Online Spying Bill C-13 is now at a crucial stage in the Canadian Senate, where it faces its last hurdle before becoming the law of the land.

Key senators on the Senate’s Legal and Constitutional Affairs Committee are now considering the bill in detail — and Canadians certainly haven’t been shy about speaking out against the spying provisions, using our new letter-to-the-editor tool.

Hard-hitting letters are now appearing in newspapers from coast to coast, as Canadians express their outrage at the government’s attempt to ram Bill C-13 through despite overwhelming opposition from 73 per cent of Canadians, including a huge majority of Conservative supporters.

For those of you just tuning in, Bill C-13 is a reckless spying bill proposed by Justice Minister Peter MacKay. Experts say it would hugely undermine the privacy of Canadians, by exposing innocent citizens to being spied on by a wide range of government authorities.

It even goes so far as to grant immunity to telecom providers who hand your personal information to the government without a warrant. Even the Supreme Court has weighed in with a historic ruling that renders important parts of C-13 unconstitutional. As Janet Hudgins wrote in the Vancouver Sun:

The Supreme Court of Canada has ruled that large parts of C-13 are unconstitutional. If passed, the Bill will face legal challenges and waste millions of taxpayer dollars.

Sadly Peter MacKay is refusing to listen to Canadians — not surprising from a government that has got it all wrong when it comes to privacy. Instead of tackling our privacy deficit, they’re pushing forward extreme new measures like Bill C-13, hoping to place us all under their microscope.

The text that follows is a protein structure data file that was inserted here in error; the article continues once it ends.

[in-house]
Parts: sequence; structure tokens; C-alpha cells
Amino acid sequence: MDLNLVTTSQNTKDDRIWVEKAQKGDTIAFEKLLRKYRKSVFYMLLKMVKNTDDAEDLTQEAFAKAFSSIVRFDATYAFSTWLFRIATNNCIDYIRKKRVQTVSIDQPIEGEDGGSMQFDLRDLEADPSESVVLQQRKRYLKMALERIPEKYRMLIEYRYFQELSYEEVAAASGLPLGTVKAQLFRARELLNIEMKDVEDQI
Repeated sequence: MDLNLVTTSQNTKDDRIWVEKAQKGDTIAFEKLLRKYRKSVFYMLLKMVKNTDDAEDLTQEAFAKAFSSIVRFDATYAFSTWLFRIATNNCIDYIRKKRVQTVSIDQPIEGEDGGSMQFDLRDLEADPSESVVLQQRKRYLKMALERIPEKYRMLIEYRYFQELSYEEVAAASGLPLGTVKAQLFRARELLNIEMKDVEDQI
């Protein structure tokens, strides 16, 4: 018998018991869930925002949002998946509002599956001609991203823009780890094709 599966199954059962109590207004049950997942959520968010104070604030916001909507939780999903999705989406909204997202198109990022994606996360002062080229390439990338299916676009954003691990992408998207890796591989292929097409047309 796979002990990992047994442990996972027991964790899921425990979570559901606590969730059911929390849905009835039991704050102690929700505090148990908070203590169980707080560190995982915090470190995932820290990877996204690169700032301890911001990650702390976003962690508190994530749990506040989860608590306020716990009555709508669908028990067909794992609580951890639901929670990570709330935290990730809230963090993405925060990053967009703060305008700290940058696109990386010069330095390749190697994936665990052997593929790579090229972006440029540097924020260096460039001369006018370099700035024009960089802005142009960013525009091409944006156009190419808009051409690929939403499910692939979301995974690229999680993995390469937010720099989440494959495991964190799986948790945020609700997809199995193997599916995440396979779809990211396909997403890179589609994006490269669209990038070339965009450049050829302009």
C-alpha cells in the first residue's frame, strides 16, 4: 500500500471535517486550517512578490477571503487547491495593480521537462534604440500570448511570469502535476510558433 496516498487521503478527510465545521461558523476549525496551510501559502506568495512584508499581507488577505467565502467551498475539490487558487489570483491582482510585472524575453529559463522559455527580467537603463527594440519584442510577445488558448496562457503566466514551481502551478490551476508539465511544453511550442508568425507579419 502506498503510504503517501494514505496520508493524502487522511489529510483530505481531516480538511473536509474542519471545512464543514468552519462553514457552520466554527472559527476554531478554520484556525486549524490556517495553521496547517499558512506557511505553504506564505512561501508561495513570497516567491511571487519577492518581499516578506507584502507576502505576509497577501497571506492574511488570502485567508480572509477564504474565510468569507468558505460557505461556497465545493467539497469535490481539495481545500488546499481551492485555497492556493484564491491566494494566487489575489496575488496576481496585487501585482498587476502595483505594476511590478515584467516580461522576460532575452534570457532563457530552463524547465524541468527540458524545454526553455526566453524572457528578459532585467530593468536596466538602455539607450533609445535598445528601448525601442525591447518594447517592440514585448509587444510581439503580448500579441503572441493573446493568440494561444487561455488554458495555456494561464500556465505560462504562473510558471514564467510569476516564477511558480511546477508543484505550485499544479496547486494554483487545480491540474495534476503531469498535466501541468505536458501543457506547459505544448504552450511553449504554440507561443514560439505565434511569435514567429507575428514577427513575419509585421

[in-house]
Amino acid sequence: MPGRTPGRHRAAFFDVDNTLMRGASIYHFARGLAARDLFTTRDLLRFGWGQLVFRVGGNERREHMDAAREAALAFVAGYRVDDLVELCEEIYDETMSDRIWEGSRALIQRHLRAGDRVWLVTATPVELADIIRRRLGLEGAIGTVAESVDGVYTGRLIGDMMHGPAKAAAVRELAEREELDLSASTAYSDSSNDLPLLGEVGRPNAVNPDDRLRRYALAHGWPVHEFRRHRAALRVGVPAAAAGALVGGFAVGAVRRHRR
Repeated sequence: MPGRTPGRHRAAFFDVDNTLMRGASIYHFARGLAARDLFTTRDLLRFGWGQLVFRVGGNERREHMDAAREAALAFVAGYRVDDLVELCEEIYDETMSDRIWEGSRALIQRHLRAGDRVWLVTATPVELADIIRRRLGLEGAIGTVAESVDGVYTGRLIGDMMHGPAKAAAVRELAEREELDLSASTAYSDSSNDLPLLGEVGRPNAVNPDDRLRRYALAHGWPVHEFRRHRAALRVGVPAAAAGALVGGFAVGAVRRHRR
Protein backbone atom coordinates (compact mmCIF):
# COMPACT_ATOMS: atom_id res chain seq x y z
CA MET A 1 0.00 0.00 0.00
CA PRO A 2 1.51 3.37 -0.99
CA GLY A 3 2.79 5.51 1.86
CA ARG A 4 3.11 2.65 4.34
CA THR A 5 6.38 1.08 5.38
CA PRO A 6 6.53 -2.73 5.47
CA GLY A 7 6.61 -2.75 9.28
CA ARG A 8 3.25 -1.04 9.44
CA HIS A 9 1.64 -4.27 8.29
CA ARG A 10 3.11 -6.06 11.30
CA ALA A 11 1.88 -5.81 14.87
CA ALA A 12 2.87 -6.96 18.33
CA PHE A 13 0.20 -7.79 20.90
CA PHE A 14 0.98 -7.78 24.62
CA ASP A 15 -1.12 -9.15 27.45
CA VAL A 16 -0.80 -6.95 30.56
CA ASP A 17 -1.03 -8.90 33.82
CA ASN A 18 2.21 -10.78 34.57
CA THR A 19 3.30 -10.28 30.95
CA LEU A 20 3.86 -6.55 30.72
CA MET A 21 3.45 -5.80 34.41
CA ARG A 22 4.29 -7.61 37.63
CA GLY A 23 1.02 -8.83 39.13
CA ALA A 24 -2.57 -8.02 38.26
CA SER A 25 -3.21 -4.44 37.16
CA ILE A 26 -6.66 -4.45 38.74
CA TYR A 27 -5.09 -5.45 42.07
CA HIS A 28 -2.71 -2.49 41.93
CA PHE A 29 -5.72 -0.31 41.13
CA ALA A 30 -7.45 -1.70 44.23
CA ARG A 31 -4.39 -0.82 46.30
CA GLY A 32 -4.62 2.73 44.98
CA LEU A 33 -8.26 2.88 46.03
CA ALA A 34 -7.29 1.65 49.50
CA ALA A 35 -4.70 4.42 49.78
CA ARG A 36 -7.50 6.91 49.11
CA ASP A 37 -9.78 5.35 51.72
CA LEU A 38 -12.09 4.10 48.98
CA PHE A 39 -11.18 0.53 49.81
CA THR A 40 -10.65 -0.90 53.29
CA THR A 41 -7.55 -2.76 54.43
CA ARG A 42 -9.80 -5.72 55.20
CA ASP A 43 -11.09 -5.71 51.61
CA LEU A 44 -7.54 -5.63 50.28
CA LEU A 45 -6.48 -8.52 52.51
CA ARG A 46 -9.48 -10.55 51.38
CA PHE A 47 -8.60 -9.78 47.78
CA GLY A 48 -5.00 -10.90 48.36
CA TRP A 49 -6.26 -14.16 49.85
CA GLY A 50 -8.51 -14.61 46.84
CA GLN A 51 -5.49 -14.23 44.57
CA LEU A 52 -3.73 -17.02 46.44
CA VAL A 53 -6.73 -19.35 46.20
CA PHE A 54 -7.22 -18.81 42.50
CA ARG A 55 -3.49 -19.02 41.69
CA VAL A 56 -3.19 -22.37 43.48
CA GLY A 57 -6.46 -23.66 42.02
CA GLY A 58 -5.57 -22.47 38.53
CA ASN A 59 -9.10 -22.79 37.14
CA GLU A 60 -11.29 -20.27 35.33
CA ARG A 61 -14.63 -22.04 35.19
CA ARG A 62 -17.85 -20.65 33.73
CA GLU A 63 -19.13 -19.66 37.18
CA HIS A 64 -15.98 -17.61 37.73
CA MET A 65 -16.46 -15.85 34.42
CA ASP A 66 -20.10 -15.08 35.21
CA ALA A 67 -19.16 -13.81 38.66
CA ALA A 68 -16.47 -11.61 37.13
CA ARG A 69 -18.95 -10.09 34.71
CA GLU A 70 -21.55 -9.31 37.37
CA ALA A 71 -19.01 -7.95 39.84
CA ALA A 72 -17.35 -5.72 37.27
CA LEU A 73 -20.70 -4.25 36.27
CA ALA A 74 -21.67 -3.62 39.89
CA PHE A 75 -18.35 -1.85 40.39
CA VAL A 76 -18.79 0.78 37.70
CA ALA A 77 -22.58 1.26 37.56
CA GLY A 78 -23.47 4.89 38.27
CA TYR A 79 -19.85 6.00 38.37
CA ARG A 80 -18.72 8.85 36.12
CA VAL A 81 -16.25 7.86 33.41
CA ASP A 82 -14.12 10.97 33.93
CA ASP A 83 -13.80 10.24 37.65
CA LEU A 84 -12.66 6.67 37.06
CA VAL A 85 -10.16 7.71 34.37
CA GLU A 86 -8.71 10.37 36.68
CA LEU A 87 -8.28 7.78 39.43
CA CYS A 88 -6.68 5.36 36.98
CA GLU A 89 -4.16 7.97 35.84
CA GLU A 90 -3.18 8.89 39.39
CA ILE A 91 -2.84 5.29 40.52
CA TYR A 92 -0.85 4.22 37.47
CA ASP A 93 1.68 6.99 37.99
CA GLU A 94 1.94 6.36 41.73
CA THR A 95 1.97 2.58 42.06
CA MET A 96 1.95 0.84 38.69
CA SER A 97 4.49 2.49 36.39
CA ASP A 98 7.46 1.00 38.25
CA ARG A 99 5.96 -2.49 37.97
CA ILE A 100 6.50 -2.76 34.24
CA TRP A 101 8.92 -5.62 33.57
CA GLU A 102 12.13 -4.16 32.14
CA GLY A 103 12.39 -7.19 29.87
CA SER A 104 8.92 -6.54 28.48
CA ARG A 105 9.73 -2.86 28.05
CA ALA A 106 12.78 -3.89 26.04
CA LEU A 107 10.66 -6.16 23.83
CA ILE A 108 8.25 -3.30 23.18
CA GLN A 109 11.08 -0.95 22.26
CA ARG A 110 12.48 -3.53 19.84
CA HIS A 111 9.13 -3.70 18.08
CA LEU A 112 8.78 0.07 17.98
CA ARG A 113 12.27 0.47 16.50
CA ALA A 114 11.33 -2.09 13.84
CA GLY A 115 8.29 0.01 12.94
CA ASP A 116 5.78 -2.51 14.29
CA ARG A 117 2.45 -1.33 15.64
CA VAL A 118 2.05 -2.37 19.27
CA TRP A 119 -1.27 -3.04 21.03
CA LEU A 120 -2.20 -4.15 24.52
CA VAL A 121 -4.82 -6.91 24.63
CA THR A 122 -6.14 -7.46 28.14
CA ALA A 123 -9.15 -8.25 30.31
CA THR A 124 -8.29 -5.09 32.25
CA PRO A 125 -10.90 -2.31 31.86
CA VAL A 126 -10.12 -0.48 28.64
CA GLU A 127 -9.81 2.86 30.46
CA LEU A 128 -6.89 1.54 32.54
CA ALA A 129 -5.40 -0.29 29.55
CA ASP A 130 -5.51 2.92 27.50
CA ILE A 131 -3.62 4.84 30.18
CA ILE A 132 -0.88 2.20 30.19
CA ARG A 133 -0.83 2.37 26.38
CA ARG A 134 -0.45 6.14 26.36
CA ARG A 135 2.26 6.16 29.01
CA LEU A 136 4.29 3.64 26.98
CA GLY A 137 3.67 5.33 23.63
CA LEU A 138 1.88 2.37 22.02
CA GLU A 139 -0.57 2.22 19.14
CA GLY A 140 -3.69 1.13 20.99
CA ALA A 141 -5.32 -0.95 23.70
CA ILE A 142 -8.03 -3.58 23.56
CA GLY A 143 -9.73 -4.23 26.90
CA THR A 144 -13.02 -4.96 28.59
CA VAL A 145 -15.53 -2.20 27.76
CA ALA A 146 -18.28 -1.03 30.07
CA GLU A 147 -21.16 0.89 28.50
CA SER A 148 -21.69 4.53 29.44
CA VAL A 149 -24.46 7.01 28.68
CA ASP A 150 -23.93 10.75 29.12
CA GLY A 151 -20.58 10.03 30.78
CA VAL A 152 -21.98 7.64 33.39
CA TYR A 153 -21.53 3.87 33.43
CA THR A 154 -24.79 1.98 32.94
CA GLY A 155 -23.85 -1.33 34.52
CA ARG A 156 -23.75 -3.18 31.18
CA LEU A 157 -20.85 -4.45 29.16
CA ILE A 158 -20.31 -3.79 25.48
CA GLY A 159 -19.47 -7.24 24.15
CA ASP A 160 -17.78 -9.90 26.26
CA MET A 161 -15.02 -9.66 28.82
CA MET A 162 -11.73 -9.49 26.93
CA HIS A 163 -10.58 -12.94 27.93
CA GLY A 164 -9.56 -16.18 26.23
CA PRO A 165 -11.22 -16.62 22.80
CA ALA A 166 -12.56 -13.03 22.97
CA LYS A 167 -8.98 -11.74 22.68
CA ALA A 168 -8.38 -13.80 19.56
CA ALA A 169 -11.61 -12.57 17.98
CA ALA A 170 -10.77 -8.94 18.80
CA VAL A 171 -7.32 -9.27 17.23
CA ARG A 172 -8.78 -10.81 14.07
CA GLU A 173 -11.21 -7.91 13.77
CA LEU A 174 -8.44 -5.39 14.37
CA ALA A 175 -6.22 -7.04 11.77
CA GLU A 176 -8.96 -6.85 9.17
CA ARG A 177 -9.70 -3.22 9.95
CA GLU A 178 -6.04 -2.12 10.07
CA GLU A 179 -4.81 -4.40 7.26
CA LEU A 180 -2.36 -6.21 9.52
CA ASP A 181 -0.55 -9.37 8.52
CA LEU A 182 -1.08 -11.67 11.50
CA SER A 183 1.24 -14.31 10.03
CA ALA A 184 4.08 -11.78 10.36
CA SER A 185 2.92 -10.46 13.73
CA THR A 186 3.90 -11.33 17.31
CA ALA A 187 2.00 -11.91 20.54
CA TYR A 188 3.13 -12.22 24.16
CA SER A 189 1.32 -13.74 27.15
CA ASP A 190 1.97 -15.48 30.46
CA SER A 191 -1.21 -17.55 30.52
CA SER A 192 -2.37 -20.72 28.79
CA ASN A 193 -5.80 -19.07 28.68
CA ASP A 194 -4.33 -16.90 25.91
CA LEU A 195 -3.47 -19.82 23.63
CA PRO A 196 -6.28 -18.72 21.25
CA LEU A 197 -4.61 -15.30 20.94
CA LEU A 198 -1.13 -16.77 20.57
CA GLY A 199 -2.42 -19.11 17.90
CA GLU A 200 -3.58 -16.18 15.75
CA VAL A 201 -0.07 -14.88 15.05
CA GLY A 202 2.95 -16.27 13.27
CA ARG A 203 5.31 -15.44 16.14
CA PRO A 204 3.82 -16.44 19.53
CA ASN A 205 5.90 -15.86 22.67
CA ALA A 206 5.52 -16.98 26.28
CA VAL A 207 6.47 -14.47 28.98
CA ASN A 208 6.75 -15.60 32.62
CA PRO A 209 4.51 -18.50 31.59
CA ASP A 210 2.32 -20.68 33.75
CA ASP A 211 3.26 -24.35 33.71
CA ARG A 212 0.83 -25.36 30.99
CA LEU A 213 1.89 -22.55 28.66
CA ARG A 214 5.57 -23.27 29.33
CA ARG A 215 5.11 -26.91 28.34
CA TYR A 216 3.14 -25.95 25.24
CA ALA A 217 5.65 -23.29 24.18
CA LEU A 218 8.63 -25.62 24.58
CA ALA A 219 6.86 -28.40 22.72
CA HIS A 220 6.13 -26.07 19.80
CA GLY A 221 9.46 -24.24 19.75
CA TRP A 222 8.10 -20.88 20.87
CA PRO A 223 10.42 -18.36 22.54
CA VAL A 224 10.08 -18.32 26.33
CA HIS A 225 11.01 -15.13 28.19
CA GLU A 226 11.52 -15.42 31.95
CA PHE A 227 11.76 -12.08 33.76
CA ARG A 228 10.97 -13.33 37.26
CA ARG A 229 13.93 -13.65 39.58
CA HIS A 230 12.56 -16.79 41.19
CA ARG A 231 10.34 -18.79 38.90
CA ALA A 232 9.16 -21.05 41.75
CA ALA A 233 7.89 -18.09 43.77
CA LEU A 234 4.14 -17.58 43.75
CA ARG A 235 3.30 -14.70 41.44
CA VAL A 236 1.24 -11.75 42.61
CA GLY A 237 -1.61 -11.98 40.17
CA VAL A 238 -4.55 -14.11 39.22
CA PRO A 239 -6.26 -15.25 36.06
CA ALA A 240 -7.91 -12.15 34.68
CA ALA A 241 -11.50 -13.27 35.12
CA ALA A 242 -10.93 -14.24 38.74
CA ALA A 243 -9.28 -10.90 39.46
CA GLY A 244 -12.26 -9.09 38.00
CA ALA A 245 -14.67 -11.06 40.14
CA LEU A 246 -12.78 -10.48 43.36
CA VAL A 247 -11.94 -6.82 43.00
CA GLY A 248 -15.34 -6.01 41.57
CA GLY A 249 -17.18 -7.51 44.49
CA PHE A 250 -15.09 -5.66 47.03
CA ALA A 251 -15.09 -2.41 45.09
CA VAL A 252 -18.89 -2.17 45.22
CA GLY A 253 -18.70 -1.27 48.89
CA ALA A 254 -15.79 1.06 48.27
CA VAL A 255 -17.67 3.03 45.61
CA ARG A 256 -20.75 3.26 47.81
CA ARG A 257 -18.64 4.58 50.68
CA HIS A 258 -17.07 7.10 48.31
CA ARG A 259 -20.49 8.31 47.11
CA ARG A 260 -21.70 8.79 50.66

It’s time for the government to take pause and start respecting Canadians. That’s the message coming across again and again in newspaper letter pages right across Canada. As Lakeshore’s Jean-Francois Gauthier wrote in the Windsor Star:

Bill C-13 will water down Canadians’ rights and infringe on their privacy without oversight and without a warrant. Our unelected Senate should uphold its historic role of “sober second thought” and oppose this bill.

And that’s not all – here are just a sample of the letters we’ve spotted so far from Canadians using our letter-to-the-editor tool:

Alberni Valley News

Aurora Banner

Bracebridge Examiner

Campbell River Mirror

Guelph Mercury

Halifax Chronicle-Herald

Kawartha Lakes This Week

Regina Leader-Post

Nelson Star

Niagara This Week

Northern Life

Parry Sound North Star

Peterborough This Week

Vancouver Sun

Victoria News

Windsor Star (Jean-Francois Gauthier)

Windsor Star (Blake Moorcroft)

Winnipeg Free Press

St Catherine’s This Week

Thanks for speaking out, Canada!

When Canadians stand up like this, it really does make a difference — by working together, we successfully defeated the government’s last attempt at an online spying bill. We can only hope Senators use their common sense, listen to Canadians, and remove these hugely unpopular online spying provisions from Bill C-13.

A huge thank you is also owed to our monthly allies and donors. We could never have built this letter tool without support from individual Canadians just like you. It’s been a real team effort and it’s great to see such a loud call being sounded from coast to coast about C-13.

If you haven’t done so already, please take the time to send a letter to your local paper using our easy-to-use tool at: This really is one of the most powerful ways to make your voice heard.

Pro-tip: for best results, please take the time to write the letter in your own words. We’ve provided helpful talking points to get you started but you’ll hugely increase your chance of getting published if you write about these in your own style, rather than cutting and pasting. Mentioning your local Senator or MP by name is also a great way to keep the pressure on decision-makers.

It’s never been more important to speak up. Please, take a few moments today to make sure your voice is heard in your community.

David Christopher

David Christopher

David Christopher is the Communications Manager of and writes regularly for the organization. He’s from the west of Ireland and holds a degree from Trinity College Dublin, where he...